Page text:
Cover image for Shingle styles : innovation and tradition in American architecture 1874 to 1982
Title:
Shingle styles : innovation and tradition in American architecture 1874 to 1982
Author:
Roth, Leland M.
Personal Author:
Publication Information:
New York : H.N. Abrams, 1999.
Physical Description:
240 pages : color illustrations ; 30 cm
General Note:
"Produced by Norfleet Press".
Language:
English
Added Author:
ISBN:
9780810944770
Format :
Book

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Library
Call Number
Material Type
Home Location
Status
Central Library NA7207 .R68 1999 Adult Non-Fiction Central Closed Stacks-Oversize
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Summary

Summary

In this sumptuous book, illustrated throughout with more than 200 specially commissioned photos, noted architectural historian Roth examines 30 key Shingle Style structures in all parts of the country. 200 illustrations, 170 in full color.


Author Notes

Leland M. Roth is a scholar and writer on American architecture. Since 1978, Roth has been the Marion Dean Ross Professor of Architectural History at the University of Oregon


Reviews 2

Booklist Review

There are very few purely "American" genres of architecture, but the Shingle Style is certainly one of the most original of them. The style was fed by medieval and Japanese influences and was closely linked to the Aesthetic and the Arts and Crafts movements. Prominent architects, including H. H. Richardson, William Ralph Emerson, and Frank Lloyd Wright, were all influenced by the style and eventually directly contributed to its milieu. Architects and architectural movements, including postmodernism, have continued to be influenced by this style. This lavish volume begins with a well-documented history and then focuses on some of the more noteworthy examples of the style, in its original and modern manifestations. Some of the more notable buildings featured are Wright's Home and Studio, Julia Cameron's Sausalito Woman's Club, and Richardson's Watts Sherman House. For each of the 30 structures featured, there's delightful commentary and luscious photographs, highlighting the principal features of the structure and how it relates to the style. A delightful look at one of America's most creative and influential architectural styles. --Michael Spinella


Choice Review

With Roth's informative text and Morgan's truly magnificent color photography, Shingle Styles celebrates one of America's most original and beautiful architectural styles. Shingle Style originated as a vigorous and eloquent expression of the American Colonial Revival in the last quarter of the 19th century. It seemed to represent the privileged classes of a newly industrialized society, who pursued leisure activities and relaxation. It became the architectural style of those who were able to get away to the shore, to the hills, and to hotels and country clubs. Besides providing a historical introduction on the background and development of the style, the book incorporates 30 wonderful case study examples of some of the most significant examples of the American Shingle Style. A wonderful resource for a wide range of students/readers, but most interesting for architects, designers, historians, preservationists, and anyone who wishes to learn more about this remarkable and uniquely American architecture. All levels. R. P. Meden; Marymount University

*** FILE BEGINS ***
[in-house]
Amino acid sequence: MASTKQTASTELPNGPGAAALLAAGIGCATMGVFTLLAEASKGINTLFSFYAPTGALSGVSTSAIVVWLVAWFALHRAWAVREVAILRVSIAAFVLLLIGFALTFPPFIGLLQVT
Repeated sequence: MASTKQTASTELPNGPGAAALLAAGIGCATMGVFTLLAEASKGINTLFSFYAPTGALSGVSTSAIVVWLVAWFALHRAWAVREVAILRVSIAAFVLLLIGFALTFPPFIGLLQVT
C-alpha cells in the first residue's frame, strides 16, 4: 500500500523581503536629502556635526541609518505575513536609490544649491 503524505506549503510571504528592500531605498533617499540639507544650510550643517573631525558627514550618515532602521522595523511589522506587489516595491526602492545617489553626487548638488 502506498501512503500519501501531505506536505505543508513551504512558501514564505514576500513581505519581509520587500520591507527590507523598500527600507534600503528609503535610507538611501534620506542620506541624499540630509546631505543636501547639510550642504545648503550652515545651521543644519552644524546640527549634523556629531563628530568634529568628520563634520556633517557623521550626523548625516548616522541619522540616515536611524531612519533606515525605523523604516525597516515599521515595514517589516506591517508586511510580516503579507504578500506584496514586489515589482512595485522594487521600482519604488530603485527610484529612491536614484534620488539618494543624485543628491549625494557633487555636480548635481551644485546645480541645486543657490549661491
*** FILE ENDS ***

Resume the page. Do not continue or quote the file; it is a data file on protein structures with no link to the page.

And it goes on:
Table of Contents

Introductionp. 9
Watts Sherman House, Newport, Rhode Island Henry Hobson Richardson, 1874-76p. 40
Newport Casino, Newport, Rhode Island McKim, Mead and White, 1879-81p. 44
Kingscote Dining Room, Newport, Rhode Island McKim, Mead and White, 1880-81p. 50
Isaac Bell House, Newport, Rhode Island McKim, Mead and White, 1881-83p. 57
Sagamore Hill, Oyster Bay, Long Island Lamb and Rich, 1883p. 62
Stonehurst, Waltham, Massachusetts Henry Hobson Richardson, 1883-86p. 68
Naumkeag, Stockbridge, Massachusetts McKim, Mead and White, 1884-87p. 81
Charles Lang Freer House, Detroit, Michigan Wilson Eyre, 1890p. 90
Shelburne Farms, Shelburne, Vermont Robert Henderson Robertson, 1885-1902p. 94
Hotel del Coronado, Coronado, California James and Merritt Reid, 1886-88p. 108
Frank Lloyd Wright Home and Studio Oak Park, Illinois Frank Lloyd Wright, 1889-1914p. 116
Fairmont Cemetery Chapel, Spokane, Washington Kirtland K. Cutter, 1890p. 120
Ernest Coxhead's House, San Francisco, California Ernest Coxhead, 1893p. 124
St. John's Church, Petaluma, California Ernest Coxhead, 1890-91p. 130
Felsted, Deer Isle, Maine William Ralph Emerson, 1896p. 134
First Unitarian Church, Berkeley, California A. C. Schweinfurth, 1898p. 140
Gignoux Cottage, Portland, Maine John Calvin Stevens, 1905-6p. 144
Grayoaks, Ross, California Bernard Maybeck, 1906p. 150
Gamble House, Pasadena, California Greene and Greene, 1908-9p. 156
"The Airplane House," Woods Hole, Massachusetts Purcell and Elmslie, 1911-12p. 166
John Galen Howard House, Berkeley, California John Galen Howard, 1912p. 172
John S. Thomas House, Berkeley, California William C. Hays, 1914p. 176
Guy Hyde Chick House, Oakland, California Bernard Maybeck, 1914p. 180
Sausalito Woman's Club, Sausalito, California Julia Morgan, 1917p. 186
Timberline Lodge, Mount Hood, Oregon William Turner, 1936-38p. 192
The Fourest, Kentwoodlands, California Joseph Esherick, 1957p. 201
Flinn House, East Hampton, New York Jaquelin Robertson, 1978-79p. 206
Lawson House, East Quogue, New York Robert A. M. Stern, 1979-81p. 212
Petrie House, Wainscott, New York Robert Venturi, 1982p. 216
Kragsyde, Swan's Island, Maine Beyor and Goodrich, after Peabody and Stearns, 1982-p. 224
Bibliogrphy
Notes
Index
Acknowledgments

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